As we prepare to plant ourselves in front of our televisions (a common activity for Americans) to cheer on our fellow countrymen and women in the 2012 summer Olympics, many of us may fantasize about what it must be like to be an Olympian; many of them don’t look that different from the rest of us, and yet they are chosen to represent our country on the world’s athletic stage for all of the nation to revere and admire. Are they really that exceptional compared to the rest of us?
The answer is ‘yes.’
Here’s a snapshot of how the average Olympian compares to the average joe in terms of time spent exercising, body-fat percentage, resting heart rate, and calorie consumption:
A study done by researchers at the University of California found that only 5 percent of the average American’s energy expenditure during the day is on exercise, which comes to about 20 minutes. However, Olympic triathlete Johnny Brownlee, for example, trains 7 hours a day.
In the US, the average body-fat percentage is 22 percent for men and 32 percent for women, although a healthier body-fat content is 15 percent for men and 22 percent for women. But even a healthy body-fat percentage is much higher than that of Olympic speed skater Apollo Ohno, who is said to have 2.8 percent body-fat.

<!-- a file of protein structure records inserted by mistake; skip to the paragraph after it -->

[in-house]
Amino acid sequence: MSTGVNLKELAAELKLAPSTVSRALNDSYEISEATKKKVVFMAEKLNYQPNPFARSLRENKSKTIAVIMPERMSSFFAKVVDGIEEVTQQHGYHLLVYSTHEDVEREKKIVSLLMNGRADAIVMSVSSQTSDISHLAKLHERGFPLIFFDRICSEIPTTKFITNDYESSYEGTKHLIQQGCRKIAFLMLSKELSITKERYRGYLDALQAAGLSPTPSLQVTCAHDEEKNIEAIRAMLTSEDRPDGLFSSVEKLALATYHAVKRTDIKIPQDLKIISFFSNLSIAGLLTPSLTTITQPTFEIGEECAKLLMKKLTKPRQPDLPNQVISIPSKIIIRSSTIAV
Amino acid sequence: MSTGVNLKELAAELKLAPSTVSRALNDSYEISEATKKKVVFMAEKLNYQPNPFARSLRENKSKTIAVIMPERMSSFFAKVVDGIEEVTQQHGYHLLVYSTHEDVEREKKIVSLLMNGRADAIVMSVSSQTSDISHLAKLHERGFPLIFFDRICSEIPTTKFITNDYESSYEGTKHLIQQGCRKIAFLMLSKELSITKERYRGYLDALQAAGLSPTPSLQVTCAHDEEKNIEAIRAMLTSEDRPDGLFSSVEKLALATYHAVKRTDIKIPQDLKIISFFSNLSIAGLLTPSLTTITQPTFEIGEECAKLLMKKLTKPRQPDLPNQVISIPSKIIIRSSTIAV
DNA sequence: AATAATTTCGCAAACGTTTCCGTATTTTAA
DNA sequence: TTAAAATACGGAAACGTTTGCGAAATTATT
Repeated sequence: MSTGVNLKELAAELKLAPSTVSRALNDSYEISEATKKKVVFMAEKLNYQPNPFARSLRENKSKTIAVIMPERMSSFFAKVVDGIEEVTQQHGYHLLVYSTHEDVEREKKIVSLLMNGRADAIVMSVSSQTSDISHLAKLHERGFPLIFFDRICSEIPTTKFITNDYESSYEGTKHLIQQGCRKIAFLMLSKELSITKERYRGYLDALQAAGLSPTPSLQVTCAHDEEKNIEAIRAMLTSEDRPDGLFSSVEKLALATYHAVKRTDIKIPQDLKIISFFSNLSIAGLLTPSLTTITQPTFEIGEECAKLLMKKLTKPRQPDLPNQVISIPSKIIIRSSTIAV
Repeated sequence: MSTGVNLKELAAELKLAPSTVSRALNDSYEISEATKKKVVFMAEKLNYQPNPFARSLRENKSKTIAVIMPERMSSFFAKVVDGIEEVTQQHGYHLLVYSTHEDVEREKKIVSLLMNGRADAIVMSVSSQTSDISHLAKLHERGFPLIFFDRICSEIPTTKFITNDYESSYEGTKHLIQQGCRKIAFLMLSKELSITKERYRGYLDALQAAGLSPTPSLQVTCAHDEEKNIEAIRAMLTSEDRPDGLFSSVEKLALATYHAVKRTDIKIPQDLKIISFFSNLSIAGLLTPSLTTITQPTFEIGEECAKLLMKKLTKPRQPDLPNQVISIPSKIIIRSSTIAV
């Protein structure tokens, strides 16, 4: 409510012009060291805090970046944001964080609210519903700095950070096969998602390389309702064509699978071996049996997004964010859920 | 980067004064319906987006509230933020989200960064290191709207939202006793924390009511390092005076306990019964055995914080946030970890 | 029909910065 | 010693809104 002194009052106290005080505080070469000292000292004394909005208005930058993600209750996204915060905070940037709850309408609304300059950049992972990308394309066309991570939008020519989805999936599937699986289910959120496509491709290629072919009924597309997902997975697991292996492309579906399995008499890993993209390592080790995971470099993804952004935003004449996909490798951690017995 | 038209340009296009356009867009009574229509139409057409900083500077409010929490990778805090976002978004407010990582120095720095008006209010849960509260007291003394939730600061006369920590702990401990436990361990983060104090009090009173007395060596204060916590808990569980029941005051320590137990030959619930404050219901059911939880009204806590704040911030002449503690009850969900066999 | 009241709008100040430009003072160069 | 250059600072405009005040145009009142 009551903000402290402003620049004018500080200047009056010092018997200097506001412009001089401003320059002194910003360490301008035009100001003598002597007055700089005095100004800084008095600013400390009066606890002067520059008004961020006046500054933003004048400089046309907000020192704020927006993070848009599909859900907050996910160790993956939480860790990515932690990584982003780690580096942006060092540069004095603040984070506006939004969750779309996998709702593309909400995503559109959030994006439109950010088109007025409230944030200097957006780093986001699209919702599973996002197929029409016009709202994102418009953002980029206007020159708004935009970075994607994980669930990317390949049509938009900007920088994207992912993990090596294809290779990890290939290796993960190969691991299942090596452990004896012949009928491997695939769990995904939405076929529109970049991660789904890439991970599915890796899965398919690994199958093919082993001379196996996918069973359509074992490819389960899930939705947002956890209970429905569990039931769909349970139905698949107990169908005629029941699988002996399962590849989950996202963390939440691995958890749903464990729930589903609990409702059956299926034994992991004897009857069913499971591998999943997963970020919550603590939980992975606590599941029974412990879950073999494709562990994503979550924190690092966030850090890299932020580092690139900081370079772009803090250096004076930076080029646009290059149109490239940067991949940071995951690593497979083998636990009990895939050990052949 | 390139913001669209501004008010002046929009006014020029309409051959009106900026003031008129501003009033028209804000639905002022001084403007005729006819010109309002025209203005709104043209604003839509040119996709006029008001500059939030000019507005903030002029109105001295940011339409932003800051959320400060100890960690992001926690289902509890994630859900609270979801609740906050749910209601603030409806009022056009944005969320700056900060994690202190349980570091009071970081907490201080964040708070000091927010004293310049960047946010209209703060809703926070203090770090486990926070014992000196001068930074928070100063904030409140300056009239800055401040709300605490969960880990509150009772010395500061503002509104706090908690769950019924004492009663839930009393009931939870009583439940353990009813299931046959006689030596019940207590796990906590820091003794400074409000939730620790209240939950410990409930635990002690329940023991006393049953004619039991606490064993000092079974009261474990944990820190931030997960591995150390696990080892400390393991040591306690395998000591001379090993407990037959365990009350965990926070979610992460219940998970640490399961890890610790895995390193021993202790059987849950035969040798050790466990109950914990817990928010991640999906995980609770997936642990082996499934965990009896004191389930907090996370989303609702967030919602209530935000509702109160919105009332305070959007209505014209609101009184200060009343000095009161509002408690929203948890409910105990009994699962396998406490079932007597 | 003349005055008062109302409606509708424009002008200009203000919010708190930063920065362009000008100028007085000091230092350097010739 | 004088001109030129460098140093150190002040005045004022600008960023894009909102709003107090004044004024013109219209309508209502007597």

Resting Heart Rate
A normal, healthy, non-athlete has a resting heart rate of around 72 beats per minute. However, the world’s most highly trained endurance athletes have reported normal resting heart rates as low as 28 to 40 beats a minute.
The average person needs anywhere from 1,600 – 2,600 calories a day, depending on age and activity level. The USDA reports that, as of the year 2000, Americans are consuming just under 2,700 calories a day, which, coupled with a sedentary lifestyle, has resulted in an obesity epidemic. An Olympian’s lifestyle, however, is anything but sedentary. To fuel the many hours they spend training each day, cross country skiers need 4,000-5,000 calories a day. Olympic swimmer Michael Phelps, winner of 16 Olympic medals, famously claimed to consume 12,000 calories a day.
Don’t let these figures discourage you; even if you never make it to the Olympics, it’s never too late to strive for better health. Make an appointment with your primary physician for a physical, then take baby steps towards training like an Olympian!
Sources: telegraph.co.uk, scientificamerican.com, livestrong.com, universityofcalifornia.edu, guardian.co.uk, usda.gov